Attract Pollinators With a Bee-Friendly Garden

Gardens are beautiful to look act and a great way to connect with nature. Gardens that are pollinator-friendly take this one step further, creating a place for bees, birds, and insects to thrive.

Bees are vital to our ecosystem and a garden that is bee-friendly benefits both the bees and the gardener. Bee-friendly gardens help prevent colony collapse disorder, which is the phenomenon that is leading to a rapid decline in honeybee populations. Research has found that areas with more gardens have larger and more diverse bee populations.

Bee-friendly gardens also attract predator insects. These predatory insects are valuable because they keep pest insects from harming your plants. This, in turn, helps increase the quantity and quality of your fruits and vegetables.

How To Create a Bee-Friendly Garden

To create your own bee-friendly garden, be sure to do the following:

 

 

  • Whatever you choose to plant, plant a lot of them. It is recommended that you have at least 3 x 3 feet of each plant species.

 

  • Avoid using pesticides. Pesticides kill bees. Use compost to help develop healthy soil. Healthy soil creates healthy plants.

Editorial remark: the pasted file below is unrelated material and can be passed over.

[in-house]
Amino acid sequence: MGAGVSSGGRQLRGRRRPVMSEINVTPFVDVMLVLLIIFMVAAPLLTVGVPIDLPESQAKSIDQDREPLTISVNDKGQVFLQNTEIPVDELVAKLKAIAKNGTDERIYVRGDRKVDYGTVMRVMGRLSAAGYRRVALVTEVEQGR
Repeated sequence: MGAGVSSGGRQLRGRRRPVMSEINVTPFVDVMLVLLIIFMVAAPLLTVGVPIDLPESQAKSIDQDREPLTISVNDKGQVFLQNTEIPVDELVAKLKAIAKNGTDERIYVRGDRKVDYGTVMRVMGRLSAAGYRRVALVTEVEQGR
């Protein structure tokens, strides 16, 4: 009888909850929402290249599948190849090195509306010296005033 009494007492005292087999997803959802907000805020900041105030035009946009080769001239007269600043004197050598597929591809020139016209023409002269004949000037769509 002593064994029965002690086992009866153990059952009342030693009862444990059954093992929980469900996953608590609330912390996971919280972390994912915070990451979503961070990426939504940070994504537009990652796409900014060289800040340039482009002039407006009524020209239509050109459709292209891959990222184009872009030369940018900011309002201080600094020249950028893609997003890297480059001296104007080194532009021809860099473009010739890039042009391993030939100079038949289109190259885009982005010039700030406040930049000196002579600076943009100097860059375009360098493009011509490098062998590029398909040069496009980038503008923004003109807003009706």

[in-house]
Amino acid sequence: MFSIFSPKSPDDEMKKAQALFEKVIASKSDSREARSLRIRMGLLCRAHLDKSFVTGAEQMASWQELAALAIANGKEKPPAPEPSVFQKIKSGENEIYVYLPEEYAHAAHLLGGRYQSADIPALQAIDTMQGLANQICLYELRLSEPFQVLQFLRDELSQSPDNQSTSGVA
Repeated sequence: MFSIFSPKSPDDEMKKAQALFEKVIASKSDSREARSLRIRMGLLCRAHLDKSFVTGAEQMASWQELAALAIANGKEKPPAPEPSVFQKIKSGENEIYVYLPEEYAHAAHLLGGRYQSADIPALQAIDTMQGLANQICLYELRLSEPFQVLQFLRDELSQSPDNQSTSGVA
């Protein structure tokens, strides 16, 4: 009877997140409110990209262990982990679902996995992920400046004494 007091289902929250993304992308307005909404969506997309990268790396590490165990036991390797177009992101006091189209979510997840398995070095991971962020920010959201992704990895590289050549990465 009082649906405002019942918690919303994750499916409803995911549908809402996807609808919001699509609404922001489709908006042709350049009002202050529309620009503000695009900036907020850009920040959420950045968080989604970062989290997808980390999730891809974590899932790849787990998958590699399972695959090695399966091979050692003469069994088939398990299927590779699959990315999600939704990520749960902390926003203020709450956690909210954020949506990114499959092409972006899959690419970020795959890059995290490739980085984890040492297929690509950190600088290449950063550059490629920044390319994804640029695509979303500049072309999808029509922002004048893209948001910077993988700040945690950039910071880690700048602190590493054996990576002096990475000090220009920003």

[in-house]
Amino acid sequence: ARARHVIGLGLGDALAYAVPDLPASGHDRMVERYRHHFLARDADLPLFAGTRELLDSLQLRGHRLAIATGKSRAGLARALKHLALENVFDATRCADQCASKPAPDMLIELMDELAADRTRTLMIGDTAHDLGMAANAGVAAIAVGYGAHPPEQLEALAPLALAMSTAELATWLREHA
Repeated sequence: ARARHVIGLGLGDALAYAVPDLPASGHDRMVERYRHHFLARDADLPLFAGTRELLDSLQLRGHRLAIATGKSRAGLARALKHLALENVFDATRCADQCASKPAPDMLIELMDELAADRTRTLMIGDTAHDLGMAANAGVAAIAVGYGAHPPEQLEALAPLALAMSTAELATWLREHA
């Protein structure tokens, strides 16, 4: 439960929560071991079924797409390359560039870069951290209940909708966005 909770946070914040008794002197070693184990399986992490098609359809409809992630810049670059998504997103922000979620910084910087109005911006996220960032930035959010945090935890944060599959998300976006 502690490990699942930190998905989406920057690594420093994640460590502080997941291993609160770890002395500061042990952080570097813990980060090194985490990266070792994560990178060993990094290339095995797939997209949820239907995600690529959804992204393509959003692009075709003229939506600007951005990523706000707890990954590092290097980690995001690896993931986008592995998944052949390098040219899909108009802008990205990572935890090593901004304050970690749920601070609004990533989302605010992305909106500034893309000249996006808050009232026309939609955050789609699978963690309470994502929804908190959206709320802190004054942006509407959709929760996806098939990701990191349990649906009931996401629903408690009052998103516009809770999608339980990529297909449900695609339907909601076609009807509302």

• Plan out what you plant. You want something blooming for as many months as possible. Native beesĀ and honeybees need forage during the entire growing season.

 

  • Create a habitat for nesting. Seventy percent of native bees are ground nesting. Leave some soil bare for these bees. You can also put up bee nesting blocks for crevice nesting bees.

 

  • Provide a cover. Bees need a break from the sun and heat. Coleus is a great plant for bees to rest under between feedings and flying.

 

  • Place shallow dishes of water in and around your garden. If you have a fountain, place stones or rocks inside it that bees can sit on while they rehydrate. Bees need water just as much as we do.

 

  • Plant bee balm. Bee balm is a hardy perennial that looks beautiful while attracting various types of bees to your garden.

 

  • Keep color in mind. Bees love blue, purple, and yellow plants and flowers. Keep these colors in mind when planning out your garden.

 

  • Plant flowering fruits and vegetables. Tomatoes, zucchini, strawberries, and apples are a great source of pollen for your garden visitors.

 

  • Be mindful of bees. If you have small children, teach them not to kill or swat at bees. If you are respectful of bees’ space, they will be respectful of yours.

 

The success of bee-friendly plants varies according to region, but some common choices that thrive in the Midwest include sunflowers, poppies, lavender, sages, and goldenrod. Having a bee-friendly garden is a great way to both give back to nature and have a prospering garden. For more information on how to create a bee-friendly garden, reach out to our team here.